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Dulce et Decorum est and Anthem for Doomed Youth compared.

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Introduction

Dulce et Decorum est - Anthem for Doomed Youth "Dulce et Decorum est" and "Anthem for Doomed Youth" are two poems written by Wilfred Owen during the First World War. Owen, like most soldiers, joined up after being convinced that war was fun by propagandistic posters, poems and stories, and once he had realised that the truth was quite the opposite of this, he decided that it was his responsibility to oppose and protest against poets like Jessie Pope through poetry itself. People were not prepared for the sheer scale and manner of death and the mechanised nature of trench warfare, and had false expectations of the heroic endeavour, but little awareness of the realities. However, compared to "Dulce", the anger portrayed is dramatically understated. "Dulce" is an outrageous protest, displaying the "haunting" and "bitter" effects of war, and after describing in great detail the horrific story of a soldier "drowning" and "choking" in gas, Owen reveals his passionate hatred for the false and misleading idealisms of heroism in war using particularly emphatic imagery in "cancer" and "froth corrupted lungs". ...read more.

Middle

In addition, the fact that the sound of machine gun fire is reflected in the phrase "rifles' rapid rattle" presents to the reader that the harsh realities of war are indeed more than just frightening. In addition, a sense of urgency and immediacy is portrayed in the second stanza of "Dulce", when Owen uses direct speech and exclamations in "Gas! Gas!", while the epizeuxis and use of the present continuous tense gives further emphasis to this desperate urgency .On the other hand, "Anthem" has a strong sense of sympathy and general tranquillity throughout the second stanza, which is juxtaposed by something quite the opposite in the first. As well as this, the light lexis used in words such as "glimmers" and "tenderness" in the second stanza, give the impression that it is a poem of mourning and respect rather than anger and hate. In general, "Dulce" uses fairly vulgar and crude language, conveying his disrespect for propagandistic poets, as well as his anger at the unawareness of the dangers of war of the British public: "He plunges at me, guttering, choking, drowning." ...read more.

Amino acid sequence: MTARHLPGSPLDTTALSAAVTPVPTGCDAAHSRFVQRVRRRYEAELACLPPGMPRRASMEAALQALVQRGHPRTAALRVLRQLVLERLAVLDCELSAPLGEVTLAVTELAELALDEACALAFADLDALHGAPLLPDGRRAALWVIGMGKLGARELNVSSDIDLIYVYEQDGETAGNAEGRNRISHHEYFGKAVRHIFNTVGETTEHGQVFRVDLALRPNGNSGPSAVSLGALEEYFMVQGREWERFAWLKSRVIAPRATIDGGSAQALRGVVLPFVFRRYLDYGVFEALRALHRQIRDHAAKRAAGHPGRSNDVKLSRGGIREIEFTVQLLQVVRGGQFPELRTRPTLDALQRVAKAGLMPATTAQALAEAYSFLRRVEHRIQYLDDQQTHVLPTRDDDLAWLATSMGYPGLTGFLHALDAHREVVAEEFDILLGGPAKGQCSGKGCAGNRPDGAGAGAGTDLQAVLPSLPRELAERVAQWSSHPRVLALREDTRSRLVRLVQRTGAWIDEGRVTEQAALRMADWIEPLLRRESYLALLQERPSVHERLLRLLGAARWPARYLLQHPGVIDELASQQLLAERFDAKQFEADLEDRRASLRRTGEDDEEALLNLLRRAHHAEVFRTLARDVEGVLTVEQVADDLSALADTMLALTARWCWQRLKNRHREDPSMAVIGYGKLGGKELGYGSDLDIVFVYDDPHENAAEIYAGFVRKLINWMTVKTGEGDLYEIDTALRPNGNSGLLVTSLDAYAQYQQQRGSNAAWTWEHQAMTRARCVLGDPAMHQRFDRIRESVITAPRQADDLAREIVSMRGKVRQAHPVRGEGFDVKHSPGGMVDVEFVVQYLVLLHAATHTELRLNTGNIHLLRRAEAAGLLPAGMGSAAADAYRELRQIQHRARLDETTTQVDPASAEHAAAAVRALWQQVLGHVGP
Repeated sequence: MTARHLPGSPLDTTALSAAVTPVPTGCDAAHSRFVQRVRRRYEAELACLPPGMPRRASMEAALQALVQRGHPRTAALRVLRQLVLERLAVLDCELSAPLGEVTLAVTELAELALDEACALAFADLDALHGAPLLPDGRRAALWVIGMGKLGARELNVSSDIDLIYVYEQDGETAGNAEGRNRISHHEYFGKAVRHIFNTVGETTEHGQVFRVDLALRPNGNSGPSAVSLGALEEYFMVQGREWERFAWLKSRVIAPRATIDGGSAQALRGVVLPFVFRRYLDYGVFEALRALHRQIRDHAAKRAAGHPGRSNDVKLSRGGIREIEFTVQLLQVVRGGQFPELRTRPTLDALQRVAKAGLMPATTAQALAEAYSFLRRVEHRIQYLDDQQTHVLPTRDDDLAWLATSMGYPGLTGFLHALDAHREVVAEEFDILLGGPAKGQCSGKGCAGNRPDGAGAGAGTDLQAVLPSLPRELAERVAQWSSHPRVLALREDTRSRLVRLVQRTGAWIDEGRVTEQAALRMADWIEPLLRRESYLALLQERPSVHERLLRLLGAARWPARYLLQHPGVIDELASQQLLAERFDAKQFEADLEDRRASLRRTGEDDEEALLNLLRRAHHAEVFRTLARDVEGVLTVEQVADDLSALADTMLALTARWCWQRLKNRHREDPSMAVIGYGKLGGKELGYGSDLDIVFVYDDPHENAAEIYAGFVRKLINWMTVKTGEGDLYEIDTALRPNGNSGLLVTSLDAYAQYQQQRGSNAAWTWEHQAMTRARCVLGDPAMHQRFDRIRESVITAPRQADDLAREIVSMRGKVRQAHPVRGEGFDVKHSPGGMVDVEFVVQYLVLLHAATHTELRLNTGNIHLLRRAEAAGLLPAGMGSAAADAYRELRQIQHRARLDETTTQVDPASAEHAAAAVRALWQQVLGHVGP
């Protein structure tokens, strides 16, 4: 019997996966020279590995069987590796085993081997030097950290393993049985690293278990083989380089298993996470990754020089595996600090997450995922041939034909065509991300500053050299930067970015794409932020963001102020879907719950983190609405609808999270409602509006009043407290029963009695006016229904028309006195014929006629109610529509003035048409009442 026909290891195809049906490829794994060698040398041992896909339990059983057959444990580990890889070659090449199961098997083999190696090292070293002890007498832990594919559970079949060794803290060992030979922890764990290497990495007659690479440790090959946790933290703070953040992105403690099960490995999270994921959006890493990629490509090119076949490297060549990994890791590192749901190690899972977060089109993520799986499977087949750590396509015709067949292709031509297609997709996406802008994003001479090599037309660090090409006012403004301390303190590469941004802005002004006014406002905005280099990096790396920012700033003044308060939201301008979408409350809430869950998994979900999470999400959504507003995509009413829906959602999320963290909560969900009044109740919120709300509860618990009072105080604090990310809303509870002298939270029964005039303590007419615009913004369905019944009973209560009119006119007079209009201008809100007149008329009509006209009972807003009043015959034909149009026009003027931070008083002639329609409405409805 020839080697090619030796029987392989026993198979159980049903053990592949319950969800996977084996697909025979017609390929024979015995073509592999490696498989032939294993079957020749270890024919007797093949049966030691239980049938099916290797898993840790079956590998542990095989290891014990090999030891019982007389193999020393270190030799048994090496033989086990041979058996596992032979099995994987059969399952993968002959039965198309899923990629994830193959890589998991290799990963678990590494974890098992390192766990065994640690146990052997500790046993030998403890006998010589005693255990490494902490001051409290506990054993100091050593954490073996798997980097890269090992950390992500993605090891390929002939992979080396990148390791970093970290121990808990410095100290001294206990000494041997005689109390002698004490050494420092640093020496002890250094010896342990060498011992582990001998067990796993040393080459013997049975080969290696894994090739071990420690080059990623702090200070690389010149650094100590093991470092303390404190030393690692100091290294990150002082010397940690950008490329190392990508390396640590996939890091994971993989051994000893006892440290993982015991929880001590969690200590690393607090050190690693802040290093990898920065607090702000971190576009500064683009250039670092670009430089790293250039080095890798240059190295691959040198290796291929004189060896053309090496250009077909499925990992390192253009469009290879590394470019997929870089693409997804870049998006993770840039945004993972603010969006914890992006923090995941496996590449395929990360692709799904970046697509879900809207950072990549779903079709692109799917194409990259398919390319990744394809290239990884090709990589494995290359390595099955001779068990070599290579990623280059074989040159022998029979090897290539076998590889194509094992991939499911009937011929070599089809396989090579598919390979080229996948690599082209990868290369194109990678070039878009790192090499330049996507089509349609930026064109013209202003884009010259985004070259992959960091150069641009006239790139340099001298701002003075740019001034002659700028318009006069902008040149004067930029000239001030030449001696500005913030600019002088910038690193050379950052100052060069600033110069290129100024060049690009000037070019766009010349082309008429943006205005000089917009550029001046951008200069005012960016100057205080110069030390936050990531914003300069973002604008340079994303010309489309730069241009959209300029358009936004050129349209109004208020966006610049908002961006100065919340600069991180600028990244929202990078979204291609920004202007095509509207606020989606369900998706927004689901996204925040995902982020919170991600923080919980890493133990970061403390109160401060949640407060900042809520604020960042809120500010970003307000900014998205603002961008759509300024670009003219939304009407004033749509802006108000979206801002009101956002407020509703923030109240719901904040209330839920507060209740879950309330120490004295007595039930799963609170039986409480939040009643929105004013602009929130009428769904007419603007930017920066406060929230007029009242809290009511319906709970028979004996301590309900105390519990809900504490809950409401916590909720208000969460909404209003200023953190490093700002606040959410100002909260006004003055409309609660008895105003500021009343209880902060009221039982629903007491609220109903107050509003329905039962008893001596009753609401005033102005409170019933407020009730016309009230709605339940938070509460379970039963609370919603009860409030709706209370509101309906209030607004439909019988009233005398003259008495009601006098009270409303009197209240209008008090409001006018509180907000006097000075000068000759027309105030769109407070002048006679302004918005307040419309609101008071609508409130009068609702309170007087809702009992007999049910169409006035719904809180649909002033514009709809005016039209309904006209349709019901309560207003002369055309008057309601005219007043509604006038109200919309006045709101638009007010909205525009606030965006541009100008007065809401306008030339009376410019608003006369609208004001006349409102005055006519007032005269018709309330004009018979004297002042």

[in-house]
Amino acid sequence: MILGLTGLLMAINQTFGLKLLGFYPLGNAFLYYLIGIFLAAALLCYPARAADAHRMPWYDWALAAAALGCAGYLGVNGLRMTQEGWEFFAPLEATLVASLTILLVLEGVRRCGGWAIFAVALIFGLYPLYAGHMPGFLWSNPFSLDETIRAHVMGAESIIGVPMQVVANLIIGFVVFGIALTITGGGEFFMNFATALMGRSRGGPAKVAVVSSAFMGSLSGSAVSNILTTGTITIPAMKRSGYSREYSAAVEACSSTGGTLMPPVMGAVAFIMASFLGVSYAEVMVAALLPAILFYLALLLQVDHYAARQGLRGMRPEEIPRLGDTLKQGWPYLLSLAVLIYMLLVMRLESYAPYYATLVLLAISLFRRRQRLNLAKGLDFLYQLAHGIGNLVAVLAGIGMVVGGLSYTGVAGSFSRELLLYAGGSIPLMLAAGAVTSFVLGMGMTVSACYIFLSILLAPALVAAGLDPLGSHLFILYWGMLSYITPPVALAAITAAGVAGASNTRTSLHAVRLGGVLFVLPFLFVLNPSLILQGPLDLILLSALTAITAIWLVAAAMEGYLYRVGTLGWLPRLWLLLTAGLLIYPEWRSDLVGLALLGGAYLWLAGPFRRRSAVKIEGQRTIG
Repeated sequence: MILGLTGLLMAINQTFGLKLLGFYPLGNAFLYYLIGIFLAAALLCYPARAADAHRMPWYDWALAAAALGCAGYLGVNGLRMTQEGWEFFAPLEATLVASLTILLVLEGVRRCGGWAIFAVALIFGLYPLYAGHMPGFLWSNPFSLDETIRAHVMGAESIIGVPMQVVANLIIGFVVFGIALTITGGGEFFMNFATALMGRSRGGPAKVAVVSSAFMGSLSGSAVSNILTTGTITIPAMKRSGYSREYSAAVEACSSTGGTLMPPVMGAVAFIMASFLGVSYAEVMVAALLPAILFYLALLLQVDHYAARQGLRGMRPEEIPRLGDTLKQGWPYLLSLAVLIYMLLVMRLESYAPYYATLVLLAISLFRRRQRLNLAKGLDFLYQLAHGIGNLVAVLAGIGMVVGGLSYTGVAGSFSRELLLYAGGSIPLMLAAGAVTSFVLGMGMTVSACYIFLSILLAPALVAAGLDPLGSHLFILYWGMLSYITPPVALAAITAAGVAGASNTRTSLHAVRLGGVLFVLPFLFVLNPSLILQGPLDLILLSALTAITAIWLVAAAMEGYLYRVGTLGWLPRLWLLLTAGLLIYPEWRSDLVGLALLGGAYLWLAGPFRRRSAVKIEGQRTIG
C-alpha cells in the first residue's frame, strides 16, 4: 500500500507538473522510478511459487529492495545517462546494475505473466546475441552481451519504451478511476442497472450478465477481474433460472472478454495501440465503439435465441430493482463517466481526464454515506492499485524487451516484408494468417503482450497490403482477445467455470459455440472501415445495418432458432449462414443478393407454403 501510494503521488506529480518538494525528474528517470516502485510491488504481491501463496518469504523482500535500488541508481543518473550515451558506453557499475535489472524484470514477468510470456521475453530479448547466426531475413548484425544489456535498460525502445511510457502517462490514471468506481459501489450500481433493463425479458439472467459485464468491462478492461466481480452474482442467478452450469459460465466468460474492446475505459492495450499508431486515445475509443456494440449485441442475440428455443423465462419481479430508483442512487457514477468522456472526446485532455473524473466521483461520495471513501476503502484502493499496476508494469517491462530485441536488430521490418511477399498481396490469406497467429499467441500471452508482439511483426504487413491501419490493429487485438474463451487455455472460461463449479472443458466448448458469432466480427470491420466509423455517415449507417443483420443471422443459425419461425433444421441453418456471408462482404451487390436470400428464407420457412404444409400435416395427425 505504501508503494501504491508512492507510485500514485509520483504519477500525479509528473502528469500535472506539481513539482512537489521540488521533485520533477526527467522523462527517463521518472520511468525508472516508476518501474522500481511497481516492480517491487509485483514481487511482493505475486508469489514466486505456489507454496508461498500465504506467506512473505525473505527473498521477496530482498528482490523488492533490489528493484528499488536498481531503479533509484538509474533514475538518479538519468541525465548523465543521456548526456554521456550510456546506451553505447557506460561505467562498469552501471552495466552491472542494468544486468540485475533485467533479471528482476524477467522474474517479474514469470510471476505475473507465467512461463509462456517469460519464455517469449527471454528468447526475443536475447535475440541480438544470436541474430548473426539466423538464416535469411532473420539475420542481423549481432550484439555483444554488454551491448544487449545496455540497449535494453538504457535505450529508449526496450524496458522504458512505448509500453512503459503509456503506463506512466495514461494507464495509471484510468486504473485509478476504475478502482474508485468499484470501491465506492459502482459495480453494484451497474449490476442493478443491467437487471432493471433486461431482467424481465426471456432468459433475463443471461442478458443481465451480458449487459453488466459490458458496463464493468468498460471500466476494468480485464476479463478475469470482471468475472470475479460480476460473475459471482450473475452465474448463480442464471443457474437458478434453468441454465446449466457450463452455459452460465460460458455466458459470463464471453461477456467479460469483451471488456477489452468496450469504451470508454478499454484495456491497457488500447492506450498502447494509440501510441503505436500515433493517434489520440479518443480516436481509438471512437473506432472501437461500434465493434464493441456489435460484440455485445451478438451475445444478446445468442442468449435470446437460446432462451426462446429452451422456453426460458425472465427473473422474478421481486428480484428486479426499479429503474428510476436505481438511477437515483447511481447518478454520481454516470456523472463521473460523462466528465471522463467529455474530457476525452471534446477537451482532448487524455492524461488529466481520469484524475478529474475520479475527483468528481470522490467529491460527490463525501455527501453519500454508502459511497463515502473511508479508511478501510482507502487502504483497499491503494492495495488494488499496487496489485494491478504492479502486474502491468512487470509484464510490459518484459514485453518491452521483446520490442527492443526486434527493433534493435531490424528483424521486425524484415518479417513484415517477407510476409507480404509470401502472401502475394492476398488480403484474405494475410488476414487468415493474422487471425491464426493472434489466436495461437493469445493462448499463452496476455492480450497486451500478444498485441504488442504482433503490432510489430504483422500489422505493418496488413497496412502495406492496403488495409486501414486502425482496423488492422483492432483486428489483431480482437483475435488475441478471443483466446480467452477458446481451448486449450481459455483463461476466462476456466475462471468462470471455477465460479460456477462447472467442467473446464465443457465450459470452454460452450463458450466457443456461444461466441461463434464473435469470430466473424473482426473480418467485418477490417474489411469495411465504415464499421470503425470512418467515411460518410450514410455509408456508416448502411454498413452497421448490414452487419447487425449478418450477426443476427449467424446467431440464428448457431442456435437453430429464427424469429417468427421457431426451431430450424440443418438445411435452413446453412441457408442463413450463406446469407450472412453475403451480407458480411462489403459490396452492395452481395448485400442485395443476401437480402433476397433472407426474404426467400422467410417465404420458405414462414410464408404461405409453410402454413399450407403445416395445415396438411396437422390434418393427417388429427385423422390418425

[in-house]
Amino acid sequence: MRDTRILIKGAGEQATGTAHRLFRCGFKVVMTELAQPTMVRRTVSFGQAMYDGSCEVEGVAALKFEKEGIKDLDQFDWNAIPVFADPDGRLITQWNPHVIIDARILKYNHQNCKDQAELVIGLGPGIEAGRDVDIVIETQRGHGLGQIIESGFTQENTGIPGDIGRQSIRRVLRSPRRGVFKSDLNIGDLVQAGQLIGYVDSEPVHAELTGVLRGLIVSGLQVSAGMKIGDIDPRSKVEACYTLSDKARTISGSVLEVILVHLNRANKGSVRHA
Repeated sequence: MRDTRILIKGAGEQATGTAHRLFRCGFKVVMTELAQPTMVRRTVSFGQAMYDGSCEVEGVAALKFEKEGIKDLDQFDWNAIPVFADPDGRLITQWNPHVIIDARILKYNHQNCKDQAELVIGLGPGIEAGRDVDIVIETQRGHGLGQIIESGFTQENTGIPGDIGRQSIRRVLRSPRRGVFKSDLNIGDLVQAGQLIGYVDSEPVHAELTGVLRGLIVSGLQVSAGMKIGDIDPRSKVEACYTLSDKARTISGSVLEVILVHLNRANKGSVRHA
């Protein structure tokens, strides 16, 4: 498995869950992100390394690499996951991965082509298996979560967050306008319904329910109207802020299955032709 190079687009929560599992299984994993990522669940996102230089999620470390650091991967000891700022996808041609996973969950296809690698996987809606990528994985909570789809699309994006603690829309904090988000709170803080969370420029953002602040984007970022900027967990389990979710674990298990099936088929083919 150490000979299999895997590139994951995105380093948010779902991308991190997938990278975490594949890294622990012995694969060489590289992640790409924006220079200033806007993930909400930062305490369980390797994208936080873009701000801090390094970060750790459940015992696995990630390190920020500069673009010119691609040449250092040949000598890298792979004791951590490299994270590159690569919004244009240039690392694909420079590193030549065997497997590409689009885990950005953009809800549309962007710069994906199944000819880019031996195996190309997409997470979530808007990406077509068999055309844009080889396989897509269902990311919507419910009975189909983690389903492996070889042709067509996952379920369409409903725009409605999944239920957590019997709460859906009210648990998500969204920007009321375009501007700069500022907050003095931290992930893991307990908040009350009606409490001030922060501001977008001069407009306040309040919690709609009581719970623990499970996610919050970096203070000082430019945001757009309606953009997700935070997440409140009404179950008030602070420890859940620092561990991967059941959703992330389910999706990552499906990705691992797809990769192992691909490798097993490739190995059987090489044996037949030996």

Conclusion

This dramatic contrast between coarse and frightening imagery in "monstrous anger of the guns" and the solemn melancholy in "the holy glimmers of goodbyes" is a very moving one. This is not only because the phrase refers to tears in young men's eyes, which in itself is a saddening image, but also because it refers to "goodbyes", forcing a more personal image of saying "goodbye" to close friends or relatives as they go to war upon the mind of the reader, again, creating a sombre mood. In addition, the end-stopped line following "goodbyes" is very effective in that it makes the "goodbye" seem all the more sudden, harsh, and hurtful. In conclusion, "Dulce" and "Anthem", although they are both written in protest against the deceiving propaganda made by various people, they go about it in different ways. "Dulce" is an outright outrage at individuals, which we know from Owen's draft that it was targeted at Jessie Pope, using coarse and harsh language to do so. "Anthem" on the other hand is a more solemn and moving poem, although it starts as if it were to be an outrage, before we learn that in fact, it is only grieving for the dead and their lack of ceremony, and it becomes literally, an anthem for doomed youth. ...read more.

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